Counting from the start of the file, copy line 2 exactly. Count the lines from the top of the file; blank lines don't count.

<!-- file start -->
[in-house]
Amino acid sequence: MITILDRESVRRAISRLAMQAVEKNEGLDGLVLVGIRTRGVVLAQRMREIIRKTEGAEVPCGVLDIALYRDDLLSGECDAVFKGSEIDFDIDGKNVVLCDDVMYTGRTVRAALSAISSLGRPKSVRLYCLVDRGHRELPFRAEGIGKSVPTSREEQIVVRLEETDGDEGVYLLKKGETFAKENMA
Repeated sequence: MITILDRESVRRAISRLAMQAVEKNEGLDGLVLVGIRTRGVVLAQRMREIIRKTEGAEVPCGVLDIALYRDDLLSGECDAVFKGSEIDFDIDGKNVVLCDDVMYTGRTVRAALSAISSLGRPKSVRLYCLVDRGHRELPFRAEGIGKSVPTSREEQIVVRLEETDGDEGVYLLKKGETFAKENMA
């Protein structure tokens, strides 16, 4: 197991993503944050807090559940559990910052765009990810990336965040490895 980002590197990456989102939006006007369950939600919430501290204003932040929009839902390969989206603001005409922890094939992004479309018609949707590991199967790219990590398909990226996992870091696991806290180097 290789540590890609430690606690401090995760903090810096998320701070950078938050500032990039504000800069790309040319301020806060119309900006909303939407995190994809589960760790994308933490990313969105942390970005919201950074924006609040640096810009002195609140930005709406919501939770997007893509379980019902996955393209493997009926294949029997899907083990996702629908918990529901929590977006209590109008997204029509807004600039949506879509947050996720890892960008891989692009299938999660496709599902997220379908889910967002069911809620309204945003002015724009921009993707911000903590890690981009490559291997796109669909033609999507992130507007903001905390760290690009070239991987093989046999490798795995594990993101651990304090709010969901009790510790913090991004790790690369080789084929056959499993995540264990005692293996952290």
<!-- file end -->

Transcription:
Amino acid sequence: MITILDRESVRRAISRLAMQAVEKNEGLDGLVLVGIRTRGVVLAQRMREIIRKTEGAEVPCGVLDIALYRDDLLSGECDAVFKGSEIDFDIDGKNVVLCDDVMYTGRTVRAALSAISSLGRPKSVRLYCLVDRGHRELPFRAEGIGKSVPTSREEQIVVRLEETDGDEGVYLLKKGETFAKENMA